‘Les Mis’ in India, Countless Times a Day


In Pic :A homeless girl slept on the ground on a cold morning in New Delhi in January.

My reaction to watching “Les Misérables” on stage in London in late 1985 was very different from my reaction when I saw it at the cinema in Delhi last week.

In 1985 London, I was enthralled and moved by the spectacle. In 2013 Delhi, I was like, whatever.

It’s true that the original stage version had the spine-tingling voices of Colm Wilkinson and Roger Allam and now we have to make do with the brave attempts of Hugh Jackman and Russell Crowe -– but I think it’s more than that. I think the intervening years I’ve spent in urban India have hardened me. I see so much poverty on the streets of India’s mega-cities on a daily basis that what I saw on the screen left me largely unmoved.

When I heard beautiful little Cossette sing “Castle on a Cloud” in 1985 London, I cried through the entire song. How could people treat a child this way? In 2013 Delhi, I merely raised a graying eyebrow and waited politely for the song to be finished. Child labor is not rare here in India, with girls and boys of Cossette’s age doing everything from delivery, manning vegetable stalls, and cooking, to working long hours in factories. They, too, are looking for a place where there aren’t any floors for them to sweep, but it’s not here. Here you may well see Cossette selling trinkets at any one of the busy traffic intersections or begging with a baby brother on her hips.

In 1985, I was amused to hear spunky little Gavroche sing “Be careful as you go, ‘cos little people grow.” Now I know that some do, and some unfortunately don’t.

“At the end of the day, you’re another day older”? Only if you’re lucky. India leads the world in the number of deaths of children under 5 years of age.

And had Gavroche been living in Delhi in 2013, instead of the robust cherubic boy we saw on stage and screen, he would more likely have been scrawny. Some 43% of children under the age of 5 are malnourished, and I imagine those over 5 are not doing so well either. As Gavroche says, they “live on crumbs of humble piety. Tough on the teeth, but what the hell.”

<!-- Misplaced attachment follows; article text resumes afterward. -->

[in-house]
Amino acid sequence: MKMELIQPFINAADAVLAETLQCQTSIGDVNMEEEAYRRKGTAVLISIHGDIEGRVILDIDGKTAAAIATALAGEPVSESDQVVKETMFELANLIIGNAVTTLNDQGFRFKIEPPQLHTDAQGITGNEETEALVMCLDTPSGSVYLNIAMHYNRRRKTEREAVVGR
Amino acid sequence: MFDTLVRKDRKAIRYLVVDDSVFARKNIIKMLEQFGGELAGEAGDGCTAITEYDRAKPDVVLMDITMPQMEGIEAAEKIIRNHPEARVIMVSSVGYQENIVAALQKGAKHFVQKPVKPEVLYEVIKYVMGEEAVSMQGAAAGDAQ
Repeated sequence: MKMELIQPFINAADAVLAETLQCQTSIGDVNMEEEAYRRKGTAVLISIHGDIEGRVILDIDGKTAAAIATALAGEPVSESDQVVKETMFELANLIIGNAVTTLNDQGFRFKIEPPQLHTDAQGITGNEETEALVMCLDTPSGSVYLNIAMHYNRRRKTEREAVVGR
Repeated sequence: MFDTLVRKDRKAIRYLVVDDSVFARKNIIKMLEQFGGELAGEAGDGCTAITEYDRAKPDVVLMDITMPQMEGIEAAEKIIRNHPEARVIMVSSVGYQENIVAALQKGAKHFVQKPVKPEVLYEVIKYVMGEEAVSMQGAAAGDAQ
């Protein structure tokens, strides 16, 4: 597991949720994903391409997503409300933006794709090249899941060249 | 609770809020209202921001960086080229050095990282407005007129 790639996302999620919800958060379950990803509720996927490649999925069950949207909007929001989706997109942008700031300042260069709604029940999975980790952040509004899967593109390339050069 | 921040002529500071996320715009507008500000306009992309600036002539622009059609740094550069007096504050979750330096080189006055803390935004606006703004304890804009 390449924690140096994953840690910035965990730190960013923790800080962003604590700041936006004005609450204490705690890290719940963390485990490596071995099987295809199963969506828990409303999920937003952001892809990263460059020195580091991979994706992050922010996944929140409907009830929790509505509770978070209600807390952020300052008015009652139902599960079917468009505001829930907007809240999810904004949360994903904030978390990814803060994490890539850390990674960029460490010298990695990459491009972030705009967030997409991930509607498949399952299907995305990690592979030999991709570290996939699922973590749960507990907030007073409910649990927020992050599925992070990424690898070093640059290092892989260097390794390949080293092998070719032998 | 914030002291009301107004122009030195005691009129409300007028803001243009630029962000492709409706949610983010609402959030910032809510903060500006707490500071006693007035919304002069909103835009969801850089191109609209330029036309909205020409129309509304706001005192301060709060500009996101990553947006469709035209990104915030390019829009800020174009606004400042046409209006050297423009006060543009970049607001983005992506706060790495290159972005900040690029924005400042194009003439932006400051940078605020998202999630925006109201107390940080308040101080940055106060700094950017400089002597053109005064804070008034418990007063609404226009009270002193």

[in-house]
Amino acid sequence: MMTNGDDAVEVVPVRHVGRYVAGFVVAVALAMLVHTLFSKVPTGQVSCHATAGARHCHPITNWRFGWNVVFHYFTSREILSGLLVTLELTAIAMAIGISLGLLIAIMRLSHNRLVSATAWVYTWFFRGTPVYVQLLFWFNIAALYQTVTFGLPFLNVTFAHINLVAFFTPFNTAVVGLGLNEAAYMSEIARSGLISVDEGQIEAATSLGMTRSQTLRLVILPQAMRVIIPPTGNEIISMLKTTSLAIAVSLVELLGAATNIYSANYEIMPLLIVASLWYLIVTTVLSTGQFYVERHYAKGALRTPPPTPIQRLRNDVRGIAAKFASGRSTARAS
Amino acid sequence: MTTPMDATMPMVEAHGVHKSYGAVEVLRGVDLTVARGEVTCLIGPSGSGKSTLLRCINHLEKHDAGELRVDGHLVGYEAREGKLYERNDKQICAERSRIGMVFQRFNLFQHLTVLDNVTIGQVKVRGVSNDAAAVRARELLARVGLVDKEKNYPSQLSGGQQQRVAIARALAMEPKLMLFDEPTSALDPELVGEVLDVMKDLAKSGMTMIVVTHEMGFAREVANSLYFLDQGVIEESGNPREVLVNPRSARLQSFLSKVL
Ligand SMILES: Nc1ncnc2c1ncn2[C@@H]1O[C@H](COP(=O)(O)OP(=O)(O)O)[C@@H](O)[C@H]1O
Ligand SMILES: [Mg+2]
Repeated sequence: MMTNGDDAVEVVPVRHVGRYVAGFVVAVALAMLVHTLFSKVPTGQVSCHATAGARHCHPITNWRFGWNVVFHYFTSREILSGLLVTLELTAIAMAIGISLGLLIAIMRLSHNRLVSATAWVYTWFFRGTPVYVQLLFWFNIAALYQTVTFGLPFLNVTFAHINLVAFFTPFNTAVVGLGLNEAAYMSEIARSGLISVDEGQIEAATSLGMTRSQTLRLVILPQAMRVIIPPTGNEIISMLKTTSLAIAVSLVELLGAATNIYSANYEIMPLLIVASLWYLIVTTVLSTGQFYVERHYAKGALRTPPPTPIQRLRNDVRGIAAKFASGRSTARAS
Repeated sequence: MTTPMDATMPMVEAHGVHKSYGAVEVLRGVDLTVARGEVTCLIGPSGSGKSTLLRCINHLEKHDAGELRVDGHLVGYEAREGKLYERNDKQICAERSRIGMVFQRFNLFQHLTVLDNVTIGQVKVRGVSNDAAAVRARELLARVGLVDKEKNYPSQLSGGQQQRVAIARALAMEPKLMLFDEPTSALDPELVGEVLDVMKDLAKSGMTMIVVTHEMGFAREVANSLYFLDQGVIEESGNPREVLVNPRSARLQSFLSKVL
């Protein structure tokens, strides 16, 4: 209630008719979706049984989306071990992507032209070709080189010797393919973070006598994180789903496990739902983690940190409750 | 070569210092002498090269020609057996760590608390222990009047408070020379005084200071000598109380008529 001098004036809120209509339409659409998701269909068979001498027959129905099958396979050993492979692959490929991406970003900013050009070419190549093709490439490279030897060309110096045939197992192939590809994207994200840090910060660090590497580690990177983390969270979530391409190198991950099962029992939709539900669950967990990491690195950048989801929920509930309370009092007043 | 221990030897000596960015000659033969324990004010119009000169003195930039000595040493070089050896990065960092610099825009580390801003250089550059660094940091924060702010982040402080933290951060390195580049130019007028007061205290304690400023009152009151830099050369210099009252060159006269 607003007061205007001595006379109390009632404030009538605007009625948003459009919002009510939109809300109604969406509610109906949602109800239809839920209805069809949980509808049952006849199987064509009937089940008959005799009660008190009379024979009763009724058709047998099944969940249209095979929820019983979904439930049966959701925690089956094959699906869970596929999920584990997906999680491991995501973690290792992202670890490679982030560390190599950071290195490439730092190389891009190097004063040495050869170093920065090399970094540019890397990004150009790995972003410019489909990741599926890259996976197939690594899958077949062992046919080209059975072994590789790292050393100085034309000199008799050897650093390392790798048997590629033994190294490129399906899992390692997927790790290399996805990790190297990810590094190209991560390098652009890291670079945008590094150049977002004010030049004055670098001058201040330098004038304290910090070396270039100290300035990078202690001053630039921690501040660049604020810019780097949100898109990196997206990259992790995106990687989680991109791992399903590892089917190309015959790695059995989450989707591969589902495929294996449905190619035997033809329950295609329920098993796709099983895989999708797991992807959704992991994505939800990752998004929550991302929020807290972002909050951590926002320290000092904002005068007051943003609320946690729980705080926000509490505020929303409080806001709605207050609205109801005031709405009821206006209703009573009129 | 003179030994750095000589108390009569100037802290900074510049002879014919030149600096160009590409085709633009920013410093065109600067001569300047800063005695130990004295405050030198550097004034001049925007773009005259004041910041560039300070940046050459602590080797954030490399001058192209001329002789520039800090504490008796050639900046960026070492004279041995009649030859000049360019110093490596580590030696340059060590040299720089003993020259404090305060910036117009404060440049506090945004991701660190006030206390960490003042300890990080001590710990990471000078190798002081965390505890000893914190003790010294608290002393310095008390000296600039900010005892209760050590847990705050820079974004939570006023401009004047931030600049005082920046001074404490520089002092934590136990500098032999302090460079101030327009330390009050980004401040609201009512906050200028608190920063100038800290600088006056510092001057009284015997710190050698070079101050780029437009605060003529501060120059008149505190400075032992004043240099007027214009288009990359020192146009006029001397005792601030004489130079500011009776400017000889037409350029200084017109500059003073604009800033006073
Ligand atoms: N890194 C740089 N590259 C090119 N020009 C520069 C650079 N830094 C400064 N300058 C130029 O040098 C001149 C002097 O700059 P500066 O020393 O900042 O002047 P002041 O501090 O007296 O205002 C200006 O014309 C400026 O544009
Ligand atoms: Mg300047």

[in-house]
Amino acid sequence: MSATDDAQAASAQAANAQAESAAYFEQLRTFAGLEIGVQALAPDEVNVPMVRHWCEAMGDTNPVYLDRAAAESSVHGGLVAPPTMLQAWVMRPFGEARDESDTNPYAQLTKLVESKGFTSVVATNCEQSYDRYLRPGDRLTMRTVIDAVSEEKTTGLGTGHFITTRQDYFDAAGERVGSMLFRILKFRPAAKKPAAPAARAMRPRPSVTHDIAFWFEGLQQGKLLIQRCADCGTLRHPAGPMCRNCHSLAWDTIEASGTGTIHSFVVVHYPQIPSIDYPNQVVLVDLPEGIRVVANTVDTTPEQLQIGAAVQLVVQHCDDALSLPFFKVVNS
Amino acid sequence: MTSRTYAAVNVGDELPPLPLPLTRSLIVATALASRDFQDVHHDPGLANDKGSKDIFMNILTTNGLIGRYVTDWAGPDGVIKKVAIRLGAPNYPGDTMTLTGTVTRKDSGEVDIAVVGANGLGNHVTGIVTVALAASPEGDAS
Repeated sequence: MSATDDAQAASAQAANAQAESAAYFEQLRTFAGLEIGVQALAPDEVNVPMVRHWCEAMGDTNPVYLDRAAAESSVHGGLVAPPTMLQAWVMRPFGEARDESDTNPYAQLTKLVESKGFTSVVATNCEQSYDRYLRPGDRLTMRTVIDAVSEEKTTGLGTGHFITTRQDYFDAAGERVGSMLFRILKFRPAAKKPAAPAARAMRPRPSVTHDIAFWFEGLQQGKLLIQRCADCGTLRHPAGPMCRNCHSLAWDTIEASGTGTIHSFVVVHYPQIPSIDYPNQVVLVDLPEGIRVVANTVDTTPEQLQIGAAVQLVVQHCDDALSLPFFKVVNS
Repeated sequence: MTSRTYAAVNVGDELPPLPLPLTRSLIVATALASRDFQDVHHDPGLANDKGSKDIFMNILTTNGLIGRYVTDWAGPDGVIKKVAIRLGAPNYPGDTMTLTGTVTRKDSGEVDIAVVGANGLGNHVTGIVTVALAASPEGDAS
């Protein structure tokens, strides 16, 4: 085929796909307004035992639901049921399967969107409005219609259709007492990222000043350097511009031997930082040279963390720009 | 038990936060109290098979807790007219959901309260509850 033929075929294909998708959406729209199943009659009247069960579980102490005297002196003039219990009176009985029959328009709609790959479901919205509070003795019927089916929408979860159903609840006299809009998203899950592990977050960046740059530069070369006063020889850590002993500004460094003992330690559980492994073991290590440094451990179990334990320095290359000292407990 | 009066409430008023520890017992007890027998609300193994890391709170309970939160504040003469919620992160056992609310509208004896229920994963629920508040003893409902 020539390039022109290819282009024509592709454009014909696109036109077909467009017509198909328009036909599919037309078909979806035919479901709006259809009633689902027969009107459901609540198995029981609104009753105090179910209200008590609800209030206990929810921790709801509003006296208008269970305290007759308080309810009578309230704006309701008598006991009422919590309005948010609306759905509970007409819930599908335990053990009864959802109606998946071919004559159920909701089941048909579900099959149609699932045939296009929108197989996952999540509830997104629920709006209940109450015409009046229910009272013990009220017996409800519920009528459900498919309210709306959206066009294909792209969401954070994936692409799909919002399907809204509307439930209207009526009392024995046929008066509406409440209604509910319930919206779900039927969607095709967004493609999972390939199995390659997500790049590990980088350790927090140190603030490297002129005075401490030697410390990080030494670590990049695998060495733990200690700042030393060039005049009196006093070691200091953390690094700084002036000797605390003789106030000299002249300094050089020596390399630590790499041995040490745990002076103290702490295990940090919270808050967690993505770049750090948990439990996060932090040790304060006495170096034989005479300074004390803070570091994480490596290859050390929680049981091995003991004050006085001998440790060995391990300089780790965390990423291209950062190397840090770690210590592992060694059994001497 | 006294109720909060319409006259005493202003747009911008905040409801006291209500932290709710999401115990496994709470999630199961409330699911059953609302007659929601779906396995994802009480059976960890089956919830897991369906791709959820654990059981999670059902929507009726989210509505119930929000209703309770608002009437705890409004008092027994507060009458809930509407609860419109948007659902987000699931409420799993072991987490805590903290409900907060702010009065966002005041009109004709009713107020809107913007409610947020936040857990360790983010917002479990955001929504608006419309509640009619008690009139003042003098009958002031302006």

When in 1985 London, I heard Fantine sing “I Dreamed a Dream,” I shivered. Okay, so it was December in London, but in the cheap seats in the top rows of the Palace Theatre it was more than warm. This poor young woman, unprotected and on the streets, and what with the tigers coming at night. Now, though, I just think that’s the life of the unfortunate – like the families, with infants and grandparents, sleeping nightly under Delhi’s overpasses or the even less fortunate ones, sleeping on the open pavements, throughout the year. Yep, they too “dreamed that God would be forgiving.” But what to do?

At least Fantine survived childbirth. In India, 70% of pregnant women are anemic and there is a maternal death every 10 minutes, amounting to some 56,000 deaths a year. “There are dreams that cannot be.”

In London, I was on the edge of my seat as the mighty Valjean carried Marius through the sewers. Well, here in Delhi you don’t have to go underground to see sewage; the sewage can come to you. To get out of my neighbourhood, I have to daily drive through a street where the sewage is overflowing. But at least I’m in a car. Many children have to walk down the same street to get to and from school. They navigate with their pants rolled up and bags held high. They cling to the boundary walls to avoid the muck as much as possible. Last week, I saw one older boy carrying a younger one on his back and trudging through the sewage … much as Valjean carried Marius. “Bring him home. Bring him home.”

“Look down and see the beggars at your feet.” One day I took a different route home. Waiting at a traffic light, I heard a tapping on my car door. First, I didn’t see anyone. Then, when I looked down, I saw an old man sitting on a plank of wood with wheels. He had no legs. He was a nobody. And he was a mainstay of that intersection for years. “Look down, look down, upon your fellow man.”

With time and repeated exposure, one becomes immune. And this from a person who has a reputation as a prime sap. There used to be a time when, during sad parts of movies, my husband and daughter would turn and watch me for entertainment because I was sure to provide blubbering waterworks. But that was then; this is now. If I see numerous such sights on a daily basis and simply have to plough through and get on with the task of living, what is to make me cry when I see the same thing on the screen? Background music?

If you want me to cry for you, Anne Hathaway, take a number.

–Ranjani Iyer Mohanty is a writer, academic editor, and erstwhile prime sap, living in Delhi.

Please follow and like us:

Leave a comment

Leave a reply